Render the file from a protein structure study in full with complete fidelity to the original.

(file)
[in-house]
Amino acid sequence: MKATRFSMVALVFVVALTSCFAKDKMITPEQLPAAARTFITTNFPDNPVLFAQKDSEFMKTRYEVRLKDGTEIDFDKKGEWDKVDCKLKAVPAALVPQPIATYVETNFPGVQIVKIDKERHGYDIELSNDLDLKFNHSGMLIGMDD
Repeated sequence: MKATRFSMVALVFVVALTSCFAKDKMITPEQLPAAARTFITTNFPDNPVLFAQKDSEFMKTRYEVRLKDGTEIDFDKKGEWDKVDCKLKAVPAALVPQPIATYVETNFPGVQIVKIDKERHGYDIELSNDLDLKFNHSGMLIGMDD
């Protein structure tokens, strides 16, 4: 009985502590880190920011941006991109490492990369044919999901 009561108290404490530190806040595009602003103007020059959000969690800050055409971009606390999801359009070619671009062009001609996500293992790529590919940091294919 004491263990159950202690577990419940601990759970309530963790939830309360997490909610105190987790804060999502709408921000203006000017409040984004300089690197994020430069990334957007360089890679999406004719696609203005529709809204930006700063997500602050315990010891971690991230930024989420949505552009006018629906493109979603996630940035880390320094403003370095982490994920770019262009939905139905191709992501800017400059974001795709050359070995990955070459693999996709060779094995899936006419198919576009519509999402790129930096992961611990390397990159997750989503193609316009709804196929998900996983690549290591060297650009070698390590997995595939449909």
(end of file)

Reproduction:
[in-house]
Amino acid sequence: MKATRFSMVALVFVVALTSCFAKDKMITPEQLPAAARTFITTNFPDNPVLFAQKDSEFMKTRYEVRLKDGTEIDFDKKGEWDKVDCKLKAVPAALVPQPIATYVETNFPGVQIVKIDKERHGYDIELSNDLDLKFNHSGMLIGMDD
Repeated sequence: MKATRFSMVALVFVVALTSCFAKDKMITPEQLPAAARTFITTNFPDNPVLFAQKDSEFMKTRYEVRLKDGTEIDFDKKGEWDKVDCKLKAVPAALVPQPIATYVETNFPGVQIVKIDKERHGYDIELSNDLDLKFNHSGMLIGMDD
């Protein structure tokens, strides 16, 4: 009985502590880190920011941006991109490492990369044919999901 009561108290404490530190806040595009602003103007020059959000969690800050055409971009606390999801359009070619671009062009001609996500293992790529590919940091294919 004491263990159950202690577990419940601990759970309530963790939830309360997490909610105190987790804060999502709408921000203006000017409040984004300089690197994020430069990334957007360089890679999406004719696609203005529709809204930006700063997500602050315990010891971690991230930024989420949505552009006018629906493109979603996630940035880390320094403003370095982490994920770019262009939905139905191709992501800017400059974001795709050359070995990955070459693999996709060779094995899936006419198919576009519509999402790129930096992961611990390397990159997750989503193609316009709804196929998900996983690549290591060297650009070698390590997995595939449909």